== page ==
# Learning Python with Advent of Code Walkthroughs

Dazbo's Advent of Code solutions, written in Python

# Advent of Code 2015 - Day 25

## Problem Intro

We need to turn on Santa’s weather machine. But to turn it on, we need to supply a code from the manual. Unfortunately, we don’t have the manual! We phone tech support, and an engineer tells us:

• The codes are printed on an infinite sheet of paper, starting in the top-left corner.
• The codes are filled in by diagonals: starting with the first row with an empty first box, the codes are filled in diagonally up and to the right.
• This process repeats until the infinite paper is covered.

So, the first few codes are filled in in this order:

``````   |  1   2   3   4   5   6
---+---+---+---+---+---+---+
1 |  1   3   6  10  15  21
2 |  2   5   9  14  20
3 |  4   8  13  19
4 |  7  12  18
5 | 11  17
6 | 16
``````

The table above shows the sequence of the codes, not their values. The actual values are determined as follows:

• The first code is 20151125.
• The nth code is given by the remainder of `([n-1]*252533)//33554393`

We’re given the first few numbers, to help us validate our algorithm:

``````   |    1         2         3         4         5         6
---+---------+---------+---------+---------+---------+---------+
1 | 20151125  18749137  17289845  30943339  10071777  33511524
2 | 31916031  21629792  16929656   7726640  15514188   4041754
3 | 16080970   8057251   1601130   7981243  11661866  16474243
4 | 24592653  32451966  21345942   9380097  10600672  31527494
5 |    77061  17552253  28094349   6899651   9250759  31663883
6 | 33071741   6796745  25397450  24659492   1534922  27995004
``````

## Part 1

What code do you give the machine?

The input file specifies the code we require, in the form of a row,column pair.

The key realisation here is that the numbers are filled diagonally from bottom left to top right. So if we’re asked to find the number at row 4, column 3, then we need to know the value at row 5, column 2, and the value at row 6, column 1.

But similarly, if we need to calculate the value at row 6, column 1, then we’ll need to determine the preceding value, which is at row 1, column 5.

We can summarise by saying that to find a code at row y, column x, we need to need to calculate the value at row `y+x-1`, column 1, and work diagonally up and right from there. So this sets the upper bound for the number of rows we need to populate. And if we want that entire diagonal, then we also need to go out as far as column `y+x-1`. (Technically, we don’t need that entire diagonal, but if we decide to stop at the exact cell we need, then we need to introduce an extra check. And if we introduce that check, it costs about the same amount of time as it takes to finish the entire diagonal.)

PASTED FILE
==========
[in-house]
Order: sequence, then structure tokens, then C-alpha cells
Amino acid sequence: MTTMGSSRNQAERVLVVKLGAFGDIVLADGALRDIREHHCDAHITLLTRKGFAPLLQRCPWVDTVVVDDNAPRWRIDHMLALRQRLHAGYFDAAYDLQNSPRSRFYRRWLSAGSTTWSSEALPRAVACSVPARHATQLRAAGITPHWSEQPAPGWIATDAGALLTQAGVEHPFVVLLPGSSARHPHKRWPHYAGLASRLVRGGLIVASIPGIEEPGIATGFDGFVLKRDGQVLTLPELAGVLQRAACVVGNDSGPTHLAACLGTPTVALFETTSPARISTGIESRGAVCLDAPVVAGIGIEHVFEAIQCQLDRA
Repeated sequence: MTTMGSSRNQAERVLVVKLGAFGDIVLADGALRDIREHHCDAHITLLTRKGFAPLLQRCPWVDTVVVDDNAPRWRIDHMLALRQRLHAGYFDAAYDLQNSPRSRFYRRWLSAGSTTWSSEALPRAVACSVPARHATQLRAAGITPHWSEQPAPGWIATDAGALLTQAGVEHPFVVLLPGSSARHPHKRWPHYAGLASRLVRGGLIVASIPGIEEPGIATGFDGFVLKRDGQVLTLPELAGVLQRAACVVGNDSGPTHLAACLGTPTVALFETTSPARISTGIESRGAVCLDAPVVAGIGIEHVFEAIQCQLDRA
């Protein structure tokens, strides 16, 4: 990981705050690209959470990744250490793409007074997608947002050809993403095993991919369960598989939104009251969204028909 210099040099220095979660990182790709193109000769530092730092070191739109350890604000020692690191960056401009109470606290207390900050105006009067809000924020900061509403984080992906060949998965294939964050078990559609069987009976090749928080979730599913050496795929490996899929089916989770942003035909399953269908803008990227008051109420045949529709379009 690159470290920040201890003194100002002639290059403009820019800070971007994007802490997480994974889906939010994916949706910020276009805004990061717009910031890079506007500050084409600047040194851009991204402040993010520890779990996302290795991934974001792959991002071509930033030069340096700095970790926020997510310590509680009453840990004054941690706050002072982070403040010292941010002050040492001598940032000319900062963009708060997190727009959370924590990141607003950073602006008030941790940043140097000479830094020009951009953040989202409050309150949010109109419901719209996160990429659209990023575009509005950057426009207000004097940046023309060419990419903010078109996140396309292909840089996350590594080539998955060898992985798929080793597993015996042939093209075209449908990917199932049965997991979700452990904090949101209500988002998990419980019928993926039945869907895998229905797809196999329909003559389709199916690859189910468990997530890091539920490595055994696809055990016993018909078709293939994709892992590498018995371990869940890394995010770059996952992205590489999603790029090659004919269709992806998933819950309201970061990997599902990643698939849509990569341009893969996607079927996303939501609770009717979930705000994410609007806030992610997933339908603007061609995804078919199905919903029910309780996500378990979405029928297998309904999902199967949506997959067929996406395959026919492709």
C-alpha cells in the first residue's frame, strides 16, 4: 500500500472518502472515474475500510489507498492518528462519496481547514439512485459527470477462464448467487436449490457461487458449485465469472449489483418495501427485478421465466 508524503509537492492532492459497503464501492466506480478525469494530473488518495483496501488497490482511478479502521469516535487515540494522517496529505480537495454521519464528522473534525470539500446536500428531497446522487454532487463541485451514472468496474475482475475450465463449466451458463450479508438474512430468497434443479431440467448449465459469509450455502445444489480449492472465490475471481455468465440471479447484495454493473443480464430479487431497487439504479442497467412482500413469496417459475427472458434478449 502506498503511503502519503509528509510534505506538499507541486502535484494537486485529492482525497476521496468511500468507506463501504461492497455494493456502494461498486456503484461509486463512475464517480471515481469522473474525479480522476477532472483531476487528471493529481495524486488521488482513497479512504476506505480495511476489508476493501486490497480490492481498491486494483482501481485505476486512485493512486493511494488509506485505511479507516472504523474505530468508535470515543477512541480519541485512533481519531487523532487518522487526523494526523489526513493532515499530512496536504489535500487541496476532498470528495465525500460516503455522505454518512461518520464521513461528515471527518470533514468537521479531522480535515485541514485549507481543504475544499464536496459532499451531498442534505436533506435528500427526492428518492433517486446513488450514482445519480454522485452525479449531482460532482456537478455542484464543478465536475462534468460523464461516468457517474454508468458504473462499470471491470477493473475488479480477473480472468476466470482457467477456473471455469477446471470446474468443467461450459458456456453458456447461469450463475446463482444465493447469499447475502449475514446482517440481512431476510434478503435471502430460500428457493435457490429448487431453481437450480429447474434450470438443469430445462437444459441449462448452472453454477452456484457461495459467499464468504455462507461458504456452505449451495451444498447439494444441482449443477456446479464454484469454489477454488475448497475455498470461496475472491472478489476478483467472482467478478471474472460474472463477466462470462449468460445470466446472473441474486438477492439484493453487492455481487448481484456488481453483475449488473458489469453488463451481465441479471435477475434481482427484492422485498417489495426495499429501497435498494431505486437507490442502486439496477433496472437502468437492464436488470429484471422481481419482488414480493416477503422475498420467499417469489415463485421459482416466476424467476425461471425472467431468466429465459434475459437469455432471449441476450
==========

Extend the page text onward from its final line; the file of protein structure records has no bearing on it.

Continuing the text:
So here’s my solution…

First, let’s create a generator function, which always yields the next available code:

``````def get_next_code():
current_code = 20151125
yield current_code

multiplier = 252533
dividend = 33554393

while True:
current_code = (current_code * multiplier) % dividend
yield current_code
``````

Recall that a generator works a lot like an iterator, and it returns the next successive value with each call. It evaluates the next value at the time it is called, rather than in advance. For obvious reasons, you need to do this when you’re working with a potentially infinite sequence. The generator function persists state between calls.

Whenever you’re asked to continually provide the next value in some sort of infinite sequence, you should be thinking to yourself: maybe I’ll use a generator.

And my `main()` function looks like this:

``````def main():
code_generator = get_next_code()

coord_max = TARGET_ROW + TARGET_COL - 1
rows = []

# initialise the 2D array.  Fill it with zeroes.
for row in range(coord_max):
column = []
for col in range(coord_max):
column.append(0)

rows.append(column)

# now use the generator to fill the values.
for row in range(coord_max):
# the sequence of locations is... 0,0 | 1,0 0,1 | 2,0 1,1 0,2 | 3,0 2,1 1,2 0,3...
for col in range(row+1):
rows[row-col][col] = next(code_generator)

logger.info(f"Value at row {TARGET_ROW}, col {TARGET_COL} is: {rows[TARGET_ROW-1][TARGET_COL-1]}")
``````

We create a 2D array using a `list` of `lists`, and initialise each cell value to 0. Then, we use our `generator` to populate cell values, according to the diagonal pattern that we need to follow.

And that’s it! Pretty simple. It takes about 2 seconds on my machine, with the specified code location.

## Part 2

Hurrah! There is no Part 2. We’re done with 2015!!

## Alternative Solution - Using NumPy

I decided to try using NumPy. The code changes required were trivial:

``````def main():
code_generator = get_next_code()
coord_max = TARGET_ROW + TARGET_COL - 1

# initialise the 2D array.  Fill it with zeroes.
my_array = np.zeros((coord_max, coord_max), dtype=np.int32)

# now use the generator to fill the values.
for row in range(coord_max):
# the sequence is... 0,0 | 1,0 0,1 | 2,0 1,1 0,2 | 3,0 2,1 1,2 0,3...
for col in range(row+1):
my_array[row-col][col] = next(code_generator)

logger.info(f"Value at row {TARGET_ROW}, col {TARGET_COL} is: {my_array[TARGET_ROW-1][TARGET_COL-1]}")
``````

You’ll see the code is a bit shorter, because I can just use `NumPy` to initialise my 2D array, rather than using a `list` of `lists`. But other than that, the code is basically identical.

I was surprised to find the NumPy solution was about one second slower. Well, it was fun to try!